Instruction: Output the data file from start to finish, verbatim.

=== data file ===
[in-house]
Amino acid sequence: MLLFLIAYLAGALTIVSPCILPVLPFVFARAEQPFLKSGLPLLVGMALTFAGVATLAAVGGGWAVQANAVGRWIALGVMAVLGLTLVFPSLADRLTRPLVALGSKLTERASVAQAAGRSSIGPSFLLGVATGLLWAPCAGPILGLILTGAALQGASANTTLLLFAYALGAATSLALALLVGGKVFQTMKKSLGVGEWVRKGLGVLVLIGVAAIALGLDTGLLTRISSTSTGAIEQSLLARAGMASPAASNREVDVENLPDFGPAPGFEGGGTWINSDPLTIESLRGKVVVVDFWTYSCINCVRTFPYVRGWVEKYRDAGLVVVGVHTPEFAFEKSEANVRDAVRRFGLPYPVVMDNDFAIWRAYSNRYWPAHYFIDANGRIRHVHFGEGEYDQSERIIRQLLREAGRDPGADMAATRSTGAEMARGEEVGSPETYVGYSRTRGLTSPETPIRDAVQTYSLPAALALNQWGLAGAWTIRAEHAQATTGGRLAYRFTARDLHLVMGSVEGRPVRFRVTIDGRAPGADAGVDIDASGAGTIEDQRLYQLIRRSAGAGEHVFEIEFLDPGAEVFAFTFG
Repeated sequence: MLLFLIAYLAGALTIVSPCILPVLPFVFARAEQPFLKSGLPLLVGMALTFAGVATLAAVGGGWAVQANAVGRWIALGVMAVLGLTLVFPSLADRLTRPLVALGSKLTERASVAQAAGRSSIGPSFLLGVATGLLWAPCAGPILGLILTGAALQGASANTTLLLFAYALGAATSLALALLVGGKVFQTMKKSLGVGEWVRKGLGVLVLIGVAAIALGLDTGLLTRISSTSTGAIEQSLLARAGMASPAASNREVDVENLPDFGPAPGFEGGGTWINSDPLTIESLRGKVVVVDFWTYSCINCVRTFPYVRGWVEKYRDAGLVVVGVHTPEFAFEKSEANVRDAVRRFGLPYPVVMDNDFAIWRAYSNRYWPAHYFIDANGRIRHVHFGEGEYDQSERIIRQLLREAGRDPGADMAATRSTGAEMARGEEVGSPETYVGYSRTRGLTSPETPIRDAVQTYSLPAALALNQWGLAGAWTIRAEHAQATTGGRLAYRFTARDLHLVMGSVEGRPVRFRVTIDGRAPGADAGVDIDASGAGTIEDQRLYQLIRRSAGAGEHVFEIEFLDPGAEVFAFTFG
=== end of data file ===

[in-house]
Amino acid sequence: MLLFLIAYLAGALTIVSPCILPVLPFVFARAEQPFLKSGLPLLVGMALTFAGVATLAAVGGGWAVQANAVGRWIALGVMAVLGLTLVFPSLADRLTRPLVALGSKLTERASVAQAAGRSSIGPSFLLGVATGLLWAPCAGPILGLILTGAALQGASANTTLLLFAYALGAATSLALALLVGGKVFQTMKKSLGVGEWVRKGLGVLVLIGVAAIALGLDTGLLTRISSTSTGAIEQSLLARAGMASPAASNREVDVENLPDFGPAPGFEGGGTWINSDPLTIESLRGKVVVVDFWTYSCINCVRTFPYVRGWVEKYRDAGLVVVGVHTPEFAFEKSEANVRDAVRRFGLPYPVVMDNDFAIWRAYSNRYWPAHYFIDANGRIRHVHFGEGEYDQSERIIRQLLREAGRDPGADMAATRSTGAEMARGEEVGSPETYVGYSRTRGLTSPETPIRDAVQTYSLPAALALNQWGLAGAWTIRAEHAQATTGGRLAYRFTARDLHLVMGSVEGRPVRFRVTIDGRAPGADAGVDIDASGAGTIEDQRLYQLIRRSAGAGEHVFEIEFLDPGAEVFAFTFG
Repeated sequence: MLLFLIAYLAGALTIVSPCILPVLPFVFARAEQPFLKSGLPLLVGMALTFAGVATLAAVGGGWAVQANAVGRWIALGVMAVLGLTLVFPSLADRLTRPLVALGSKLTERASVAQAAGRSSIGPSFLLGVATGLLWAPCAGPILGLILTGAALQGASANTTLLLFAYALGAATSLALALLVGGKVFQTMKKSLGVGEWVRKGLGVLVLIGVAAIALGLDTGLLTRISSTSTGAIEQSLLARAGMASPAASNREVDVENLPDFGPAPGFEGGGTWINSDPLTIESLRGKVVVVDFWTYSCINCVRTFPYVRGWVEKYRDAGLVVVGVHTPEFAFEKSEANVRDAVRRFGLPYPVVMDNDFAIWRAYSNRYWPAHYFIDANGRIRHVHFGEGEYDQSERIIRQLLREAGRDPGADMAATRSTGAEMARGEEVGSPETYVGYSRTRGLTSPETPIRDAVQTYSLPAALALNQWGLAGAWTIRAEHAQATTGGRLAYRFTARDLHLVMGSVEGRPVRFRVTIDGRAPGADAGVDIDASGAGTIEDQRLYQLIRRSAGAGEHVFEIEFLDPGAEVFAFTFG